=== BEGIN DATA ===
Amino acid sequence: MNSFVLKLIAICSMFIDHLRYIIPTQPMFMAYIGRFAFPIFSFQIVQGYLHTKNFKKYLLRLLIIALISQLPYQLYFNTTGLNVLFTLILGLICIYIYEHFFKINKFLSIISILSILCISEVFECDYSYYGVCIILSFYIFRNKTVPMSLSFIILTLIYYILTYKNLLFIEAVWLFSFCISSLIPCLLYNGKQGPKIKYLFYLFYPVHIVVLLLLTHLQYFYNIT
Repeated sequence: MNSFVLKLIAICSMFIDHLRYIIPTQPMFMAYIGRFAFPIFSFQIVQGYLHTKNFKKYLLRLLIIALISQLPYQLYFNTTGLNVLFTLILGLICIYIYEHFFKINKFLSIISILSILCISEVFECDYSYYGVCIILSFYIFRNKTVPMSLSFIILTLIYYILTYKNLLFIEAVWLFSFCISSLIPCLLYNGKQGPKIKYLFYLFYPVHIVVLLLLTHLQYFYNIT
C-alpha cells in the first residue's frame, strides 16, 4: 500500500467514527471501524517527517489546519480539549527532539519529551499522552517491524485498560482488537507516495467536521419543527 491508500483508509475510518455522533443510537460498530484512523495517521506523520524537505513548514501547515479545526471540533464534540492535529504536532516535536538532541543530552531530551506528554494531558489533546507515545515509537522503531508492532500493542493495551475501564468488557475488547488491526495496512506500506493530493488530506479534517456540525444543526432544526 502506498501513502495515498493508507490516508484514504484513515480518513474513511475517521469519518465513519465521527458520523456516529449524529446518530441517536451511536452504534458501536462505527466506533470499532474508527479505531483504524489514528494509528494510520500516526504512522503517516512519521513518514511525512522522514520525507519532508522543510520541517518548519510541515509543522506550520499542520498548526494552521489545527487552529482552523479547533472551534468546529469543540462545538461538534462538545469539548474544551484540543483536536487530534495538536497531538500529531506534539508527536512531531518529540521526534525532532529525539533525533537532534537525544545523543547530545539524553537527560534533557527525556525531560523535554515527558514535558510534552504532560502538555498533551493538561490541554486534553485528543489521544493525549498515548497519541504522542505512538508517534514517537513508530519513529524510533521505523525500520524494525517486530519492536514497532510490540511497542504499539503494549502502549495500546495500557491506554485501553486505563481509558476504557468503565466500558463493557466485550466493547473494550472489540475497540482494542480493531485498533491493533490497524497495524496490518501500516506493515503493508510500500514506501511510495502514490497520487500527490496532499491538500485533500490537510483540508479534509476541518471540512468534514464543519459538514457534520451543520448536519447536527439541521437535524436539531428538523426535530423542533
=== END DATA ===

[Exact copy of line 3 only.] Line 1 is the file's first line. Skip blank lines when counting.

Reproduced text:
C-alpha cells in the first residue's frame, strides 16, 4: 500500500467514527471501524517527517489546519480539549527532539519529551499522552517491524485498560482488537507516495467536521419543527 491508500483508509475510518455522533443510537460498530484512523495517521506523520524537505513548514501547515479545526471540533464534540492535529504536532516535536538532541543530552531530551506528554494531558489533546507515545515509537522503531508492532500493542493495551475501564468488557475488547488491526495496512506500506493530493488530506479534517456540525444543526432544526 502506498501513502495515498493508507490516508484514504484513515480518513474513511475517521469519518465513519465521527458520523456516529449524529446518530441517536451511536452504534458501536462505527466506533470499532474508527479505531483504524489514528494509528494510520500516526504512522503517516512519521513518514511525512522522514520525507519532508522543510520541517518548519510541515509543522506550520499542520498548526494552521489545527487552529482552523479547533472551534468546529469543540462545538461538534462538545469539548474544551484540543483536536487530534495538536497531538500529531506534539508527536512531531518529540521526534525532532529525539533525533537532534537525544545523543547530545539524553537527560534533557527525556525531560523535554515527558514535558510534552504532560502538555498533551493538561490541554486534553485528543489521544493525549498515548497519541504522542505512538508517534514517537513508530519513529524510533521505523525500520524494525517486530519492536514497532510490540511497542504499539503494549502502549495500546495500557491506554485501553486505563481509558476504557468503565466500558463493557466485550466493547473494550472489540475497540482494542480493531485498533491493533490497524497495524496490518501500516506493515503493508510500500514506501511510495502514490497520487500527490496532499491538500485533500490537510483540508479534509476541518471540512468534514464543519459538514457534520451543520448536519447536527439541521437535524436539531428538523426535530423542533